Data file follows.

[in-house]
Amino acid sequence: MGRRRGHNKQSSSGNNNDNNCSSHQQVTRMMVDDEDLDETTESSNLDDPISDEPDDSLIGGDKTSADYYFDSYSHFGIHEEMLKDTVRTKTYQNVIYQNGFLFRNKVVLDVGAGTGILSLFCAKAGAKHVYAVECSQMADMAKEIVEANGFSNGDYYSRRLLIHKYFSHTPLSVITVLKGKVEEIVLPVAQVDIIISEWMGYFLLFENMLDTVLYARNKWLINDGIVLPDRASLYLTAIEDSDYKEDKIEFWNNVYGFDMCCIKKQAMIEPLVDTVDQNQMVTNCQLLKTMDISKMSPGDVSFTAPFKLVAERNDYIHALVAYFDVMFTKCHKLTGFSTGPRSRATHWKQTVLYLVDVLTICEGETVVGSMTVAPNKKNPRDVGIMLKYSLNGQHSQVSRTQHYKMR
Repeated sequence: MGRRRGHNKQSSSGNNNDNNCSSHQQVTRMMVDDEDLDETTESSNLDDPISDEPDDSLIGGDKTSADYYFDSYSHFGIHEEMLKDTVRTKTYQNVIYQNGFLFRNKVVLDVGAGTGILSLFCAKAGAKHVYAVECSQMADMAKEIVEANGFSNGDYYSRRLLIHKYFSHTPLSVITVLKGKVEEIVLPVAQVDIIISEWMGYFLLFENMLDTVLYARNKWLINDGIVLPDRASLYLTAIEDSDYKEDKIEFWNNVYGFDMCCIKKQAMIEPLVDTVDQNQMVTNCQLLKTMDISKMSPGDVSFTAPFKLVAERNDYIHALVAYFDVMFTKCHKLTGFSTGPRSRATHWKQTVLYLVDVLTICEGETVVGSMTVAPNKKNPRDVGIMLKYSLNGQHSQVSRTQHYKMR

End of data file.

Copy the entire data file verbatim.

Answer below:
[in-house]
Amino acid sequence: MGRRRGHNKQSSSGNNNDNNCSSHQQVTRMMVDDEDLDETTESSNLDDPISDEPDDSLIGGDKTSADYYFDSYSHFGIHEEMLKDTVRTKTYQNVIYQNGFLFRNKVVLDVGAGTGILSLFCAKAGAKHVYAVECSQMADMAKEIVEANGFSNGDYYSRRLLIHKYFSHTPLSVITVLKGKVEEIVLPVAQVDIIISEWMGYFLLFENMLDTVLYARNKWLINDGIVLPDRASLYLTAIEDSDYKEDKIEFWNNVYGFDMCCIKKQAMIEPLVDTVDQNQMVTNCQLLKTMDISKMSPGDVSFTAPFKLVAERNDYIHALVAYFDVMFTKCHKLTGFSTGPRSRATHWKQTVLYLVDVLTICEGETVVGSMTVAPNKKNPRDVGIMLKYSLNGQHSQVSRTQHYKMR
Repeated sequence: MGRRRGHNKQSSSGNNNDNNCSSHQQVTRMMVDDEDLDETTESSNLDDPISDEPDDSLIGGDKTSADYYFDSYSHFGIHEEMLKDTVRTKTYQNVIYQNGFLFRNKVVLDVGAGTGILSLFCAKAGAKHVYAVECSQMADMAKEIVEANGFSNGDYYSRRLLIHKYFSHTPLSVITVLKGKVEEIVLPVAQVDIIISEWMGYFLLFENMLDTVLYARNKWLINDGIVLPDRASLYLTAIEDSDYKEDKIEFWNNVYGFDMCCIKKQAMIEPLVDTVDQNQMVTNCQLLKTMDISKMSPGDVSFTAPFKLVAERNDYIHALVAYFDVMFTKCHKLTGFSTGPRSRATHWKQTVLYLVDVLTICEGETVVGSMTVAPNKKNPRDVGIMLKYSLNGQHSQVSRTQHYKMR